On 4th February 2015, Liberal Democrat Peer Lord German led a question for short debate in the House of Lords, to ask Her Majesty’s Government what are the results of the review into the setting of universal credit conditionality when children are in distress. The Bishop of Portsmouth, the Rt Revd Christopher Foster, took part in the debate. Speaking from personal experiences, the Bishop spoke of the need to provide greater flexibility and generosity in the suspension of conditionality of universal credit payments when children are in distress, particularly in circumstances where a child has lost a parent.
The Lord Bishop of Portsmouth: My Lords, I am grateful to the noble Lord, Lord German, for prompting this debate about the review of universal credit when children are in distress. I speak this evening particularly about the distressing and challenging circumstances of the death of a parent, carer or sibling. I speak not only because I have experience as a priest alongside parents in such situations, as do so many of my clergy colleagues, and because I now support clergy in my diocese of Portsmouth ministering to those facing such deaths, but because of personal experience in my family.
The Minister’s departmental review shows welcome easing of existing regulations, but I suggest that that easing does not truly take account of the depth and extent of the challenge facing a parent or carer bereaved of a partner or child. Bluntly, she or he must support their grieving child while coping with their own grief. The grief of each family member is hugely affected by how others in the family are doing. That challenge is exacerbated if the demand of work-related requirements is added.
In my case, the death of my wife Julia left me the sole parent of two teenaged children. I had the advantage of being in a secure post, an officeholder with understanding colleagues—not even an employee—and under no pressure to fulfil specific requirements to maintain my income. Nevertheless, your Lordships will understand the range of everyday reactions—sadness, guilt, sleep difficulties and anger, for instance—which may sound modest or even trivial but have significant consequences in combination between you and dependent children.
To those, we might add the clinical range of emotional and behavioural difficulties that arise in children, particularly in the two or three years following the death. Those are potentially debilitating in themselves and inhibit development. I also raise the likelihood, as various studies show, of depression, clinical anxiety, post-traumatic stress disorder, learning underachievement and even suicide—all with significant costs to society.
I know how quickly a surviving parent must try to adjust to a new role. Even for those of us in fortunate and supportive circumstances, this is a big ask. I say that not with the flippancy of a sports commentator but from personal experience. The surviving parent must be able to respond flexibly and quickly, which often includes being physically present.
I recognise, of course, that every situation is different, but I doubt if the proposal to be relieved of obligations for only six months and then for intermittent periods of one month in, at best, every six months for two years is realistic. I welcome the implicit understanding that the impact of bereavement on a parent, carer or sibling may unpredictably arise over a two-year period or longer. That is a helpful acknowledgement for which I thank the Minister. I suggest, however, that the six-month respite may be an impediment to a bereaved family’s recovery and healing. It could hang like a threat for the parent, particularly if he or she is home-based, non-earning for some time, or had withdrawn from work to care for a sick or dying partner or child. I recognise that in many—perhaps most—instances, parents will seek to return to work and to “normality”, as it is sometimes unhelpfully put.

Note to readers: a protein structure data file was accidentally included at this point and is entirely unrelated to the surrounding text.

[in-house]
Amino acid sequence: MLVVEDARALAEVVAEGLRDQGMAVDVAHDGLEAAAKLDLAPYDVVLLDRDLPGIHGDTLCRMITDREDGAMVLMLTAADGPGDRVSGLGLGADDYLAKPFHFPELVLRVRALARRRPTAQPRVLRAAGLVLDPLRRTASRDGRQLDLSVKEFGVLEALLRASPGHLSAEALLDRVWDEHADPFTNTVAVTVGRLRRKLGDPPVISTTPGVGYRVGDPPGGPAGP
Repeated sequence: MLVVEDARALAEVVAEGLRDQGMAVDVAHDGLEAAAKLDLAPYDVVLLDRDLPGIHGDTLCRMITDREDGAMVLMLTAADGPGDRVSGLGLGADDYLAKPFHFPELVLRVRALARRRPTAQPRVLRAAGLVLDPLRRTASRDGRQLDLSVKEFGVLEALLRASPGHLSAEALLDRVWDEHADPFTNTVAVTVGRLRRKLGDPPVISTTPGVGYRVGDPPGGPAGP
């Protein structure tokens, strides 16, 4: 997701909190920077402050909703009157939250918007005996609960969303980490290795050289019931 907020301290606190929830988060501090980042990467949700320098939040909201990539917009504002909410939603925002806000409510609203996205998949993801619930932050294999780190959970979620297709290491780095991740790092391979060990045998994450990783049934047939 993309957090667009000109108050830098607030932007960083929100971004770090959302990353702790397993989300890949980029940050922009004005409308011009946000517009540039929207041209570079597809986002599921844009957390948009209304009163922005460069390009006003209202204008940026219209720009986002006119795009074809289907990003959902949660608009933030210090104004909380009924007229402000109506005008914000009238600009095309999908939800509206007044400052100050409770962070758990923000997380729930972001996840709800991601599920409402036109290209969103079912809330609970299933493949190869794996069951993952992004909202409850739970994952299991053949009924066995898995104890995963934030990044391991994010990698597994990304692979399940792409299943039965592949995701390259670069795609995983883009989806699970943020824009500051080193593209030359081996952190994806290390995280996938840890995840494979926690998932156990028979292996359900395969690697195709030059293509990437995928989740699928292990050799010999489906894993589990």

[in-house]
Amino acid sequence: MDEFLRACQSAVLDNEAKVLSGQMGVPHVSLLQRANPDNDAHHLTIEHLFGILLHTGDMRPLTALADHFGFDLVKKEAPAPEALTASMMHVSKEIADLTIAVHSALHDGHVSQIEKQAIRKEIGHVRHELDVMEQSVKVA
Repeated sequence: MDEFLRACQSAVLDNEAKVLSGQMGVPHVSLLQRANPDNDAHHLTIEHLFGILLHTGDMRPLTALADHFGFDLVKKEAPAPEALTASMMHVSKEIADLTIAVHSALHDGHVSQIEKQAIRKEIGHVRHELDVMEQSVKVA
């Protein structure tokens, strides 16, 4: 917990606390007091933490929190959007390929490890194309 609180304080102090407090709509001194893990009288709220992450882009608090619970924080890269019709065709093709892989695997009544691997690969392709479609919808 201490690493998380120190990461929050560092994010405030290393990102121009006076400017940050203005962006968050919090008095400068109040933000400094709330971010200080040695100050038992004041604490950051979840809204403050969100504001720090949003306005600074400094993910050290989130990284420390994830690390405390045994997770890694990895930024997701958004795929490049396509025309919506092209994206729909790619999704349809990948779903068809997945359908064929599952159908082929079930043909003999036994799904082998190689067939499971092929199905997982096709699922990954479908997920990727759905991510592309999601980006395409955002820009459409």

I hope that the Minister will at the very least consider more generosity in the initial suspension of conditionality and flexibility in the ad hoc easements proposed. To monitor that and offer support—and I hope that it is not too much in those circumstances to expect a pastoral touch rather than a rigorous adherence to rules—I suggest that periodic interviews giving advice, supportive rather than coercing, would be entirely right. To expect that every widower or widow will be ready after six months to return to work or to an active monitored search for work with up to four further months, one by one, might suggest a punitive approach to those who have suffered through no action of their own.
I know the sadness and disorientation of bereavement, and I hope that the Government will acknowledge that more generously. In this of all circumstances, surely encouragement is more appropriate than compulsion. I enjoyed that, and benefited from it with my children, and I believe that others should as well.
The Parliamentary Under-Secretary of State, Department for Work and Pensions (Lord Freud): …When a parent has had a previous easement, this makes it easier for work coaches to identify the need for ongoing support and, as a result, to apply discretionary conditionality easements. I hope that that will provide the flexibility that the right reverend Prelate the Bishop of Portsmouth and my noble friend Lady Miller were looking for. I echo the words of admiration of the noble Baroness, Lady Sherlock, for those deeply personal contributions and experience in this area…
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